She shrugged, a motion devoid of hope.  “Then...we’ll do the best we can.”

 


 

“Tell me some good memories you have of Dean.”

They were back in the kitchen, John’s face like melted wax, eyes turned to some inner horror.  “Memories of Dean?”

“Of you and Dean, specifically.”

John had his head propped on one fist, elegant fingers of the other idly turning a white coffee cup whose contents had long since cooled to a level that rendered it unpotable. The tortured expression deepened.  “I don’t have any.  Not me and Dean, at least.  Not since before --”  his breath hitched, and he scrubbed a hand over his face, "--before Mary died."

“I suspect that he would disagree.”

There was no response from the  hollow man seated  across from her.

“If I asked Dean that question, asked him to share good memories that he had of the two of you, what do you think he would say?”

John shrugged.  “Probably talk about training.  Or hunts.”

“Any incidents in particular that he likes to talk about?”

The silence rose between them, first stretching, then pacing, before John finally spoke.  “First time I took him shooting.  He loves to tell that story.”

“How old was he?”

“He was six… I’d completely forgotten his birthday until Bobby reminded me, and I felt like the biggest piece of shit to ever live.  I’d been working him up to shooting: had him handling empty guns; disassembling, cleaning, and reassembling them; dry-firing.  He sat through a lot of lectures about gun safety.”

He’d thought that would be enough, but Caroline waited, face expectant.

John shrugged one shoulder.  “Told him I had a surprise for him, that I hadn’t been able to get it ready for his birthday, so I was sorry it was a little late.  Walked him out to the woods--I’d already set some bottles up for us.  Told Dean I didn’t shoot a pistol ‘til I joined the Marines, and six was pretty young to become a man, but if anyone could, it was him.”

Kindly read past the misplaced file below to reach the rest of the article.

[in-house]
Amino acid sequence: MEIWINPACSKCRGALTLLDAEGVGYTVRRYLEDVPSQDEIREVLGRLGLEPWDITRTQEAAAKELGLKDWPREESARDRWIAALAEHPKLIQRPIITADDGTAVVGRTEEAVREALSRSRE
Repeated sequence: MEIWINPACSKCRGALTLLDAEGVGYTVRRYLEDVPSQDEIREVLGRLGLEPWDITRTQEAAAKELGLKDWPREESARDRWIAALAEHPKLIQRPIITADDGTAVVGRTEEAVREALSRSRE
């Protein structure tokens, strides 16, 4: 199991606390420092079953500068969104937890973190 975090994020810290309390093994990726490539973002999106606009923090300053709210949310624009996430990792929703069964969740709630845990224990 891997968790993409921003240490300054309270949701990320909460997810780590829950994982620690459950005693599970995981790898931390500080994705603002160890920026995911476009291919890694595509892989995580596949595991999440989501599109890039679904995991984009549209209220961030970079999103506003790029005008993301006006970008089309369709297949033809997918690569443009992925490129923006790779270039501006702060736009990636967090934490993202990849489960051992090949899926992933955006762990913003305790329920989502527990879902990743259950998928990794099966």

He paused, chewing his lip, fighting back tears.  “I held out the pistol, flat on my palm.  Just a little .22, easy to handle, not much kick.  I’ll never forget the look on his face: so solemn.  Kid was always so damned serious.”

He smiled, shaking his head.  “I watched him line up his first shot, could almost see him doing  all the things I’d told him about, tickin’ ‘em off of some list in his head one by one.  He took that first shot and went right down the line without a pause.  Hit every fuckin’ bottle.”  He nodded to himself, still smiling.  “Kid was a natural.”

“What did you say to him?”

“I don’t know.  Probably not much.  I mean, I didn’t have to, you know?  We stayed out there for an hour, me makin’ it harder, more realistic, him trying and concentrating and getting better and better.  Used up all the ammo I’d brought.  Gettin’ ready to go, he took the magazine out and opened the chamber just like I’d shown him, then handed the gun to me.  I knelt down, eye-to-eye, and put it back in his hand.  ‘It’s yours,’ I told him.  ‘You’re not a boy anymore.  Not when you shoot better than most men I know.’”

Caroline smiled.  “That’s beautiful, John.  It’s no wonder he loves to tell that story.”